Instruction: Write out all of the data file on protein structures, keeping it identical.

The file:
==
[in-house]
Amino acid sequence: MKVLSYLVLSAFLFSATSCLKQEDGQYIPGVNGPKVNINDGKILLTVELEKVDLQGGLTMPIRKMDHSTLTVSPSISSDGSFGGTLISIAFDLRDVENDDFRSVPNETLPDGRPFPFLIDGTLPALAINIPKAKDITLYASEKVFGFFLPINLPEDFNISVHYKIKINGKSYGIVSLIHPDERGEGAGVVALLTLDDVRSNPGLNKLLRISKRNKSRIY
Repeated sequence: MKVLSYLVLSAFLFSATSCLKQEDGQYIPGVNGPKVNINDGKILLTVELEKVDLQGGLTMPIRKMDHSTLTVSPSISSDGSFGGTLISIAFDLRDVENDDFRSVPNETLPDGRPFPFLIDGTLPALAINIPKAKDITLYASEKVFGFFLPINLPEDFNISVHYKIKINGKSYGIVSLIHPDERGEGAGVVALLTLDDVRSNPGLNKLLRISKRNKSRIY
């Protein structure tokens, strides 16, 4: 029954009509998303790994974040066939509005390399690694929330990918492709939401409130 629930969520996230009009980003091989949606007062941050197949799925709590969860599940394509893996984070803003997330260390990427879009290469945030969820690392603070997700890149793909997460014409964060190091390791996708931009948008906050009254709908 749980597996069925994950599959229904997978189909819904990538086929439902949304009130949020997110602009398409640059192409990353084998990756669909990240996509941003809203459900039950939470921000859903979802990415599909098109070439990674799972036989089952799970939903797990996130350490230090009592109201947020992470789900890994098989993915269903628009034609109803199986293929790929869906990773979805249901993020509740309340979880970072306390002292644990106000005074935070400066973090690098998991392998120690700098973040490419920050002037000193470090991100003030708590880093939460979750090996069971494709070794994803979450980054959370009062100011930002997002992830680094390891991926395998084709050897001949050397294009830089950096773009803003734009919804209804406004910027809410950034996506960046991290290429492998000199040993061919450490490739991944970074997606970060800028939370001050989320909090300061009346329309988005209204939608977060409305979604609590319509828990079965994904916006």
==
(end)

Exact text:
[in-house]
Amino acid sequence: MKVLSYLVLSAFLFSATSCLKQEDGQYIPGVNGPKVNINDGKILLTVELEKVDLQGGLTMPIRKMDHSTLTVSPSISSDGSFGGTLISIAFDLRDVENDDFRSVPNETLPDGRPFPFLIDGTLPALAINIPKAKDITLYASEKVFGFFLPINLPEDFNISVHYKIKINGKSYGIVSLIHPDERGEGAGVVALLTLDDVRSNPGLNKLLRISKRNKSRIY
Repeated sequence: MKVLSYLVLSAFLFSATSCLKQEDGQYIPGVNGPKVNINDGKILLTVELEKVDLQGGLTMPIRKMDHSTLTVSPSISSDGSFGGTLISIAFDLRDVENDDFRSVPNETLPDGRPFPFLIDGTLPALAINIPKAKDITLYASEKVFGFFLPINLPEDFNISVHYKIKINGKSYGIVSLIHPDERGEGAGVVALLTLDDVRSNPGLNKLLRISKRNKSRIY
């Protein structure tokens, strides 16, 4: 029954009509998303790994974040066939509005390399690694929330990918492709939401409130 629930969520996230009009980003091989949606007062941050197949799925709590969860599940394509893996984070803003997330260390990427879009290469945030969820690392603070997700890149793909997460014409964060190091390791996708931009948008906050009254709908 749980597996069925994950599959229904997978189909819904990538086929439902949304009130949020997110602009398409640059192409990353084998990756669909990240996509941003809203459900039950939470921000859903979802990415599909098109070439990674799972036989089952799970939903797990996130350490230090009592109201947020992470789900890994098989993915269903628009034609109803199986293929790929869906990773979805249901993020509740309340979880970072306390002292644990106000005074935070400066973090690098998991392998120690700098973040490419920050002037000193470090991100003030708590880093939460979750090996069971494709070794994803979450980054959370009062100011930002997002992830680094390891991926395998084709050897001949050397294009830089950096773009803003734009919804209804406004910027809410950034996506960046991290290429492998000199040993061919450490490739991944970074997606970060800028939370001050989320909090300061009346329309988005209204939608977060409305979604609590319509828990079965994904916006």